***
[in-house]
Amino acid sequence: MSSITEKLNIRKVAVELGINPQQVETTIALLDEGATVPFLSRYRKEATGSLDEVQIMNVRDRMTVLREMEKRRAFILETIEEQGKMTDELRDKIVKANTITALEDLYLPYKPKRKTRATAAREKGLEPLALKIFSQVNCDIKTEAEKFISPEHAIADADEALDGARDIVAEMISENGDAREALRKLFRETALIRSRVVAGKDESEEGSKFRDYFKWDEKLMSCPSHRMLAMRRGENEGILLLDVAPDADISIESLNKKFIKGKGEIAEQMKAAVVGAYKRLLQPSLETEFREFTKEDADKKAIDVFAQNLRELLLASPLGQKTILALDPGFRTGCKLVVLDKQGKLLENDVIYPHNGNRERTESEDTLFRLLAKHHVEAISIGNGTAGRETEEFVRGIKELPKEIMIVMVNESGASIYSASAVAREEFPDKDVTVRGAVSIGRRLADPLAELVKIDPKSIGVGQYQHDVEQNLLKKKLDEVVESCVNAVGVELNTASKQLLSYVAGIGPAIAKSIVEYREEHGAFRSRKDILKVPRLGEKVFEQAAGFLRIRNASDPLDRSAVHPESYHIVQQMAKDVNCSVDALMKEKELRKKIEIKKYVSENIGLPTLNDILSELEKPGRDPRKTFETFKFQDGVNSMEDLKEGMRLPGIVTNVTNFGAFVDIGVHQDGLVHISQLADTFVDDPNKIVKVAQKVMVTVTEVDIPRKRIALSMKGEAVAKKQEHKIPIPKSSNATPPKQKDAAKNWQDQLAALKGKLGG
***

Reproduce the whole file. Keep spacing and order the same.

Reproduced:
[in-house]
Amino acid sequence: MSSITEKLNIRKVAVELGINPQQVETTIALLDEGATVPFLSRYRKEATGSLDEVQIMNVRDRMTVLREMEKRRAFILETIEEQGKMTDELRDKIVKANTITALEDLYLPYKPKRKTRATAAREKGLEPLALKIFSQVNCDIKTEAEKFISPEHAIADADEALDGARDIVAEMISENGDAREALRKLFRETALIRSRVVAGKDESEEGSKFRDYFKWDEKLMSCPSHRMLAMRRGENEGILLLDVAPDADISIESLNKKFIKGKGEIAEQMKAAVVGAYKRLLQPSLETEFREFTKEDADKKAIDVFAQNLRELLLASPLGQKTILALDPGFRTGCKLVVLDKQGKLLENDVIYPHNGNRERTESEDTLFRLLAKHHVEAISIGNGTAGRETEEFVRGIKELPKEIMIVMVNESGASIYSASAVAREEFPDKDVTVRGAVSIGRRLADPLAELVKIDPKSIGVGQYQHDVEQNLLKKKLDEVVESCVNAVGVELNTASKQLLSYVAGIGPAIAKSIVEYREEHGAFRSRKDILKVPRLGEKVFEQAAGFLRIRNASDPLDRSAVHPESYHIVQQMAKDVNCSVDALMKEKELRKKIEIKKYVSENIGLPTLNDILSELEKPGRDPRKTFETFKFQDGVNSMEDLKEGMRLPGIVTNVTNFGAFVDIGVHQDGLVHISQLADTFVDDPNKIVKVAQKVMVTVTEVDIPRKRIALSMKGEAVAKKQEHKIPIPKSSNATPPKQKDAAKNWQDQLAALKGKLGG